Striking parallels exist between the collapse of the Soviet regime
in 1991 and the downfall of tsarism in 1917. The peasant
emancipation of 1861 under Alexander II inaugurated the era of the
“great reforms” of a liberal nature that, instead of reinvigorating
autocracy, sped it to its collapse. Because much of Russian life had
been constructed around the institution of serfdom, its abolition
inevitably necessitated liberalizing changes in areas including
local government, the judicial system, and the military. The “great
reform” laws of 1861–65 fundamentally altered the structure of the
empire, launching Russia’s transition from a semifeudal to something
approaching a modern capitalist society.
the final decade of the nineteenth century, the tsarist government
sponsored a massive modernization program that boosted the
development of capitalist relations across the empire and gave birth
to modern classes of the bourgeoisie and the industrial proletariat.
In the six decades between the peasant emancipation and the collapse
of tsarism, the process of modernization of the country’s social and
economic structures brought about a more open, dynamic, and
politically mature society.
First World War and revolution caught the tsarist empire in the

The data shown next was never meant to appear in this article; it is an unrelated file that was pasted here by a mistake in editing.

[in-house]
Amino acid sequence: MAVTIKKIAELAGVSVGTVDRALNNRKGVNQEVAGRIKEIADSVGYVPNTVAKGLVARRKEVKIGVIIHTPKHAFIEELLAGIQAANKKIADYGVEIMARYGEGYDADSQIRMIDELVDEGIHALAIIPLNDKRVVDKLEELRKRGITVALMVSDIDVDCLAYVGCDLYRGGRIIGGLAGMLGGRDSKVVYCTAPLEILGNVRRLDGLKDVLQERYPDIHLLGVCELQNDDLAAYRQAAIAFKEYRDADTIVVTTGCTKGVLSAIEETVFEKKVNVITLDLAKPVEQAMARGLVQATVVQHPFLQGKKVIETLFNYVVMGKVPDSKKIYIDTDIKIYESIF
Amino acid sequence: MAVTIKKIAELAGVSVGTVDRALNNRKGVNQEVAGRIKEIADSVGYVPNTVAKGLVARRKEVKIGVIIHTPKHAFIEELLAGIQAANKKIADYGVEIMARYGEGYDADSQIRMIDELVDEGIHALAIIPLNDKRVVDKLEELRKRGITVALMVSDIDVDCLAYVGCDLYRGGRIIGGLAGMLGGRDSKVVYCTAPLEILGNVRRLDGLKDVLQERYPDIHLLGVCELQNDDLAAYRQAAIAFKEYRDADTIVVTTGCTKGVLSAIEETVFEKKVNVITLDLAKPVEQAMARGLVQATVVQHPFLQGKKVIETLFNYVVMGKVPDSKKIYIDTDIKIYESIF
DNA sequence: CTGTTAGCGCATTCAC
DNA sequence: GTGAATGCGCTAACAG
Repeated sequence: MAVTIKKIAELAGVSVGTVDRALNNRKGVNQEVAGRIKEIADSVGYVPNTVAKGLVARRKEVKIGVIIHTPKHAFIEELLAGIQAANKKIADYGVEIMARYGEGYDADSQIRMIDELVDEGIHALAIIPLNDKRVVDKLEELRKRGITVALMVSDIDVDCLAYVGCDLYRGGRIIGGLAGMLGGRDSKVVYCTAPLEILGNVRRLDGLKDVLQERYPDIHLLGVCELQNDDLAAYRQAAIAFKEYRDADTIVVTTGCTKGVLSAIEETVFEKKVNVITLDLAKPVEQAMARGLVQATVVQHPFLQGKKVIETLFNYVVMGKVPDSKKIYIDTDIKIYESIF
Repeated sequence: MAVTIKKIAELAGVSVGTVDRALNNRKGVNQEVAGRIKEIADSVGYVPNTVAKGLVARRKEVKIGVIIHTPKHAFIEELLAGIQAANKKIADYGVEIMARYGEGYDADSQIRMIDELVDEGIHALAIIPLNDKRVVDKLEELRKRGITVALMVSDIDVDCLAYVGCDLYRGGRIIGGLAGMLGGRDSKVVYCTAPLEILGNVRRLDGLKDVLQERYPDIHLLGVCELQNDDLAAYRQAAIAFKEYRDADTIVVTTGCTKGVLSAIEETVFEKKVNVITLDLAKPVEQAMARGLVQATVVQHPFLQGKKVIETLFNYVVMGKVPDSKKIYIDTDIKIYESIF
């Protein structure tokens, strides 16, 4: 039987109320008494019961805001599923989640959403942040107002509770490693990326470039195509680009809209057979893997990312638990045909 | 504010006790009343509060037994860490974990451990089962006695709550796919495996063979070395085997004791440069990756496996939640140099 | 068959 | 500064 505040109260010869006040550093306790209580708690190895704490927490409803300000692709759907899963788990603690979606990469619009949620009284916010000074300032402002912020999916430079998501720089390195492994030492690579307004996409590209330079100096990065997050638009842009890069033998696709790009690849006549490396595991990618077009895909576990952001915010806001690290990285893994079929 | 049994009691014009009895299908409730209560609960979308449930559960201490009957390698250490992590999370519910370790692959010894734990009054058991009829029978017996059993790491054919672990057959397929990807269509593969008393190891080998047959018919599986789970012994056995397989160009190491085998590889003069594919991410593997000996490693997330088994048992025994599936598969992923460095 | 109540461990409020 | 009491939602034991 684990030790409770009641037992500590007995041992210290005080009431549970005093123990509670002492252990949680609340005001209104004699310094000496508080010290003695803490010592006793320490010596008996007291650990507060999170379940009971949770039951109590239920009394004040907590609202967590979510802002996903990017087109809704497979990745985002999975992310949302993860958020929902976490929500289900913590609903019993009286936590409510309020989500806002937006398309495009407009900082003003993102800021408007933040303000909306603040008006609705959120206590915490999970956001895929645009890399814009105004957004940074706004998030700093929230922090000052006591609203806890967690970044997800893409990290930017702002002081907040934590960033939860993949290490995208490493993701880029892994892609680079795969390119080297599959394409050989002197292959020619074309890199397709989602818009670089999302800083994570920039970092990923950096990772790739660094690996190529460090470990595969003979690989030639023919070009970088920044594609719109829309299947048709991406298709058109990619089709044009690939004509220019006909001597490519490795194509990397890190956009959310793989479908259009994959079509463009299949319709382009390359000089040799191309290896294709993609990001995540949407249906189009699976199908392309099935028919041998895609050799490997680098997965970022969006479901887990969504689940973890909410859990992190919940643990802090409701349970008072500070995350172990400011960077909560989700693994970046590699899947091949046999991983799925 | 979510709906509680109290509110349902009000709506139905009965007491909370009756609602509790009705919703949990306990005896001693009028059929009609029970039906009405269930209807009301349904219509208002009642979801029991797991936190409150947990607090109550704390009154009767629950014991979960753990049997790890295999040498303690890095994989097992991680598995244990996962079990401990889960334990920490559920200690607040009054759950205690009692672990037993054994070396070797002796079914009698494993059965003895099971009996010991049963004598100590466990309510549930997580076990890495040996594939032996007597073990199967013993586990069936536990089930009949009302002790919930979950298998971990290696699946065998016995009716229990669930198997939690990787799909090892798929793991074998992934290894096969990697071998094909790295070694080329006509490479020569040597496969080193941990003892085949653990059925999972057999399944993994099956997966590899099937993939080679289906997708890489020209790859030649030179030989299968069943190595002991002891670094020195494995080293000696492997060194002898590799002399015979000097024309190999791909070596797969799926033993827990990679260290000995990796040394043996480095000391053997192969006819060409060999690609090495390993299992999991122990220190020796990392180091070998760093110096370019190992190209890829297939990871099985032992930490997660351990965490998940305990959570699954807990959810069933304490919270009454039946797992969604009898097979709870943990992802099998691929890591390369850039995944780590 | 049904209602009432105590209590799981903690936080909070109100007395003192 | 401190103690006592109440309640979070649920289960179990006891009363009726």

middle of a process of transformation (industrial, agrarian,
educational, and military), when most of the reforms were beginning
to produce their first results. Yet the tsarist empire’s political
evolution could not keep pace with its rapid socioeconomic progress.
The failure to adapt Russia’s antiquated government structure to the
fast-changing social, economic, and international conditions was
among the principal reasons for the downfall of tsarism.
The Soviet regime picked up the torch of modernization and, in the
late 1920s, launched its “socialist onslaught” that also lasted for
six decades. Like the tsarist government before it, the Soviet Union
collapsed not because its modernization efforts had taken it to the
periphery of contemporary civilization or into a historical
cul-de-sac. Both regimes crumbled under the burden of the
contradictions that developed within an increasingly involved and
complex modern society.